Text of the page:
This is one of the problems that permeate the Disney Infinity games: they sell 'limitless creativity' before gating it off and smacking you back towards the same sort of linear storylines you could find in any other game. The other problem is that it doesn't even do the linear stuff that well.
What a shame to be playing this when we could be playing Lego Marvel, a game that may have had a fairly simplistic combat system (smash the things, smash all the things) but got the mechanics so right. Flying was a joy, unlocking and switching characters was great fun, and the vehicles, though unrealistic to drive, never felt unwieldy. It's like Disney Infinity peeked over at Tt Games' perfect, straightmargined handwriting, and hastily scribbled it all out in felt tip on the back of a napkin.
The basic premise is the same - play as one of a number of Marvel characters, fight against evil, report to Nick Fury and complete his laundry list of missions - but the elements just don't quite feel right. Combat appears to be fairly open, but you're reduced to punching things a lot until you unlock special attacks and higher damage through the skill tree.
The vehicles handle like cruise ships and bounce off walls like a rugby ball. Missions lead you by the nose through a series of hoops, without giving you much incentive to explore or enjoy the game in any way other than the prescribed punching-your-way-to-victory.
It feels almost as if each individual element was created by a different person and given to yet another different person to turn into a game. The scale is very odd, both making the heroes look ridiculously tiny and giving the world a vast and empty atmosphere, a realm of wasted space underpopulated by both NPCs and set pieces.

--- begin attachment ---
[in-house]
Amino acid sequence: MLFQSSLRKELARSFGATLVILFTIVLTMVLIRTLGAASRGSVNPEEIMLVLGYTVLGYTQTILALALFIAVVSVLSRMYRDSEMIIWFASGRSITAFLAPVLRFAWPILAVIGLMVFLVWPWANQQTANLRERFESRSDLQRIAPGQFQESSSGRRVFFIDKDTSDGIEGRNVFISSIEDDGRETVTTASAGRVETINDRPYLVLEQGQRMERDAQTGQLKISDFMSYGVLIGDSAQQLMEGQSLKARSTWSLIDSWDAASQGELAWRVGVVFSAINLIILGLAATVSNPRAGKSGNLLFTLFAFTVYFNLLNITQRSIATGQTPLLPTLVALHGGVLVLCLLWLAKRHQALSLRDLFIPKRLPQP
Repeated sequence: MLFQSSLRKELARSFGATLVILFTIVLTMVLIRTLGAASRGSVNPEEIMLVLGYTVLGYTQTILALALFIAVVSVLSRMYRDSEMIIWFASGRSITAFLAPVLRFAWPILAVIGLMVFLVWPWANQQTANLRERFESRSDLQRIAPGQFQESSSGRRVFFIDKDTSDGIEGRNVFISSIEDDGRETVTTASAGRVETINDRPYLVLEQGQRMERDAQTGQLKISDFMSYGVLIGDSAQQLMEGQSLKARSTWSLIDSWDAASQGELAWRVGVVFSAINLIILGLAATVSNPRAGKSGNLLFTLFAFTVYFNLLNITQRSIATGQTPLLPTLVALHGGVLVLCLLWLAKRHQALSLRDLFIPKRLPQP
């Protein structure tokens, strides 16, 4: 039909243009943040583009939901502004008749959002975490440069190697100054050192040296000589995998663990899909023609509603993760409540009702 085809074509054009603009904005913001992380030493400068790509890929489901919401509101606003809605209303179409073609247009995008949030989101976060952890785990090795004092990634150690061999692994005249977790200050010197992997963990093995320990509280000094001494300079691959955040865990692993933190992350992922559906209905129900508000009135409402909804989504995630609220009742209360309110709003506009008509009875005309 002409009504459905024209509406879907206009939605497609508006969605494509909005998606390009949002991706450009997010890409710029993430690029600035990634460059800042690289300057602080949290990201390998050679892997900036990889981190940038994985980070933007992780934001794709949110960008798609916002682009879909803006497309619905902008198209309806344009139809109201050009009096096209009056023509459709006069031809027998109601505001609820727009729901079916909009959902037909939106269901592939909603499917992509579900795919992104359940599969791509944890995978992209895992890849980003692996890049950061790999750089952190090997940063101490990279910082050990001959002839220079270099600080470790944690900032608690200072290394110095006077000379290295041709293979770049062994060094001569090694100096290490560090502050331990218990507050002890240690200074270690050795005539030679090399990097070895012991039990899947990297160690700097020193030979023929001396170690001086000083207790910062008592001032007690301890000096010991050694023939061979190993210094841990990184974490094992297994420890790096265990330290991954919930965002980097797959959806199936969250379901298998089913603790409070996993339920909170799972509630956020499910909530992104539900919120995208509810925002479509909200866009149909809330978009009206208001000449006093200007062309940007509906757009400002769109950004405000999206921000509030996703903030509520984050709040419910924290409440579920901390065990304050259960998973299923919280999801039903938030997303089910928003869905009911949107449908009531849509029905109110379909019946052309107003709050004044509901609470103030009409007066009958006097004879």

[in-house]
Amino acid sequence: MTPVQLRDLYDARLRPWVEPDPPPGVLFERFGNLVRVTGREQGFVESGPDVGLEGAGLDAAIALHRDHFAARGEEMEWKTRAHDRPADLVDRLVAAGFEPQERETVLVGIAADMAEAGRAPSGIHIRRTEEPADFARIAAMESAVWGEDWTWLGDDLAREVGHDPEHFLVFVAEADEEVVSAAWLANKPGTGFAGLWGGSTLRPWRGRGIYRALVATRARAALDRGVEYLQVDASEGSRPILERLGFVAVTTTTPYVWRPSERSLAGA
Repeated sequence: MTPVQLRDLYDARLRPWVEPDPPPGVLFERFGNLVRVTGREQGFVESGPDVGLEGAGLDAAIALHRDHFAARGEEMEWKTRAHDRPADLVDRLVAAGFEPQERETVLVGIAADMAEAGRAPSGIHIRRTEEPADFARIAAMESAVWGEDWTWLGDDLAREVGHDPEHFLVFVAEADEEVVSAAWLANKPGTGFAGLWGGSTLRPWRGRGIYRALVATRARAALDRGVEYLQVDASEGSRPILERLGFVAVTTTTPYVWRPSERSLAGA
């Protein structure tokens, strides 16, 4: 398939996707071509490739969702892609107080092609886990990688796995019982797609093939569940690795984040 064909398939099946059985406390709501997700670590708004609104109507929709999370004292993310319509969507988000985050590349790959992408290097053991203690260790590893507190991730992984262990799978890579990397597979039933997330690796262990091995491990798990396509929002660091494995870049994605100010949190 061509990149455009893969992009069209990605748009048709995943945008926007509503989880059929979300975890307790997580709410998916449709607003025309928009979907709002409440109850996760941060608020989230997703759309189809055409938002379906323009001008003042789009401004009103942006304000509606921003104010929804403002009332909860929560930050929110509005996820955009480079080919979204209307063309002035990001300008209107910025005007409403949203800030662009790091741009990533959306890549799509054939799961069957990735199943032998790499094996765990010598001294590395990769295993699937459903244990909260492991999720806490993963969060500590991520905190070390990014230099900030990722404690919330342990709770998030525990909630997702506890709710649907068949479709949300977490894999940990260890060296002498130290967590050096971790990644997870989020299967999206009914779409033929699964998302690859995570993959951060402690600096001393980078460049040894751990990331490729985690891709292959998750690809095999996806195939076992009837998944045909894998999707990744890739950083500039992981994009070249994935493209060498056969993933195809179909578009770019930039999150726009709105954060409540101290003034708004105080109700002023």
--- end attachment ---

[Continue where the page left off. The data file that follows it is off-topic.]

"What a shame to be playing this when we could be playing Lego Marvel, a game that may have had a fairly simplistic combat system but got the mechanics so right"Dialogue falls well shy of the natural wit of Marvel films and often gets spoken over other lines as the narrator and the player character jostle each other for the right to talk at you.
The issue is that Disney Infinity 2.0 is trying too hard to be everything it thinks it should be. Disney are the masters of brevity on the big screen, but in games it seems like they're constantly trying to catch up when they should be forging their own path. By stuffing so much into their game - Toy Box, Playsets, Game Discs, customisable houses and an RPG-style character system - they just manage not to get anything quite right; nothing has a sufficiently satisfying level of depth and the player is left feeling a little lost as to where to sink the most time.
There are moments of brilliance that deserve to have been more of a focus: the travel mechanics are impressive, with one of the best representations of Spider-Man's web slinging we've seen, with wind rushing around you and a gratifying slow peak at the end of each swing.
There's a huge amount of additional content, including franchises as niche as current cult cartoon Gravity Falls and quirky kids' show Phineas and Ferb, and Game Discs offering new mounts and weapons like the Infinity Gauntlet (which is frankly too much power for one person to wield... so hopefully it'll be priced a bit higher or something), and like Lego Marvel there are hundreds of collectibles in each level. In that sense, it's great value for money. To be able to load free Gold to your account with this 100% successful hack, try this Marvel Contest of Champions Hack right now. To use this hack tool there aren't any requirements.
The style is gorgeous too, with character redesigns that chunk everyone up and re-proportion them into stylish, collectible figurines. But even with all those lovely bits, at its heart, Disney Infinity 2.0 is just an incredibly fiddly way to approximate an experience that can still be better achieved with the kind of toys we've been playing with for years.
It's understandable why Disney feels the need to branch into the clearly lucrative world of figurine-enhanced play, and reinventing an age-old method of entertainment is the kind of thing that sits right in its wheelhouse. But it just doesn't gel together quite right, trying far too hard to impress you when simplicity would work so much better.